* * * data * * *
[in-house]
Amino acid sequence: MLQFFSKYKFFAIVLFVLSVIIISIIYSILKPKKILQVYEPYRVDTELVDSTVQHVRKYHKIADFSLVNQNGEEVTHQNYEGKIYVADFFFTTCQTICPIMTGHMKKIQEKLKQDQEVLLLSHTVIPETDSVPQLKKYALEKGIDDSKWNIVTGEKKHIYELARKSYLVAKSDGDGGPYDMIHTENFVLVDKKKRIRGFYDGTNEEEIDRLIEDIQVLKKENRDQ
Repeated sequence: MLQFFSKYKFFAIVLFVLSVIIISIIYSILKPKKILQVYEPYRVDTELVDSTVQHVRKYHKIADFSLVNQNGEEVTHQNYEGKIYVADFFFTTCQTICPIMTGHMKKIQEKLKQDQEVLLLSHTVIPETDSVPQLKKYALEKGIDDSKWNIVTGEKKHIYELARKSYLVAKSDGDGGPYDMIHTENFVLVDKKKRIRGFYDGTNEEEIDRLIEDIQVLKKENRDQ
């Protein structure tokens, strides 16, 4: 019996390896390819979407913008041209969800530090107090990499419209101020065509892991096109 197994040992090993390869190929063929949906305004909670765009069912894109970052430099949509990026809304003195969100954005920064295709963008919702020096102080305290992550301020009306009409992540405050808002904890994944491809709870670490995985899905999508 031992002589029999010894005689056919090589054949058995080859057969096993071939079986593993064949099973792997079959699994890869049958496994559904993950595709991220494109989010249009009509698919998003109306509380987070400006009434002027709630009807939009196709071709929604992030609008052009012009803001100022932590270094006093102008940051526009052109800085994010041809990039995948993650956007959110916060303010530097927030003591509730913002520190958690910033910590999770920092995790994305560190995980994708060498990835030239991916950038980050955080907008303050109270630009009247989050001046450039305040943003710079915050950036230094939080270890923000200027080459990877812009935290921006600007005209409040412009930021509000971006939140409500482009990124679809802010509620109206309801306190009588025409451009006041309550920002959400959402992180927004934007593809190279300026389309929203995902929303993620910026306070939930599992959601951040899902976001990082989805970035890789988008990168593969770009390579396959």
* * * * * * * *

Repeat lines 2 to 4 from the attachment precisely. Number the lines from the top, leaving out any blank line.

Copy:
Amino acid sequence: MLQFFSKYKFFAIVLFVLSVIIISIIYSILKPKKILQVYEPYRVDTELVDSTVQHVRKYHKIADFSLVNQNGEEVTHQNYEGKIYVADFFFTTCQTICPIMTGHMKKIQEKLKQDQEVLLLSHTVIPETDSVPQLKKYALEKGIDDSKWNIVTGEKKHIYELARKSYLVAKSDGDGGPYDMIHTENFVLVDKKKRIRGFYDGTNEEEIDRLIEDIQVLKKENRDQ
Repeated sequence: MLQFFSKYKFFAIVLFVLSVIIISIIYSILKPKKILQVYEPYRVDTELVDSTVQHVRKYHKIADFSLVNQNGEEVTHQNYEGKIYVADFFFTTCQTICPIMTGHMKKIQEKLKQDQEVLLLSHTVIPETDSVPQLKKYALEKGIDDSKWNIVTGEKKHIYELARKSYLVAKSDGDGGPYDMIHTENFVLVDKKKRIRGFYDGTNEEEIDRLIEDIQVLKKENRDQ
């Protein structure tokens, strides 16, 4: 019996390896390819979407913008041209969800530090107090990499419209101020065509892991096109 197994040992090993390869190929063929949906305004909670765009069912894109970052430099949509990026809304003195969100954005920064295709963008919702020096102080305290992550301020009306009409992540405050808002904890994944491809709870670490995985899905999508 031992002589029999010894005689056919090589054949058995080859057969096993071939079986593993064949099973792997079959699994890869049958496994559904993950595709991220494109989010249009009509698919998003109306509380987070400006009434002027709630009807939009196709071709929604992030609008052009012009803001100022932590270094006093102008940051526009052109800085994010041809990039995948993650956007959110916060303010530097927030003591509730913002520190958690910033910590999770920092995790994305560190995980994708060498990835030239991916950038980050955080907008303050109270630009009247989050001046450039305040943003710079915050950036230094939080270890923000200027080459990877812009935290921006600007005209409040412009930021509000971006939140409500482009990124679809802010509620109206309801306190009588025409451009006041309550920002959400959402992180927004934007593809190279300026389309929203995902929303993620910026306070939930599992959601951040899902976001990082989805970035890789988008990168593969770009390579396959």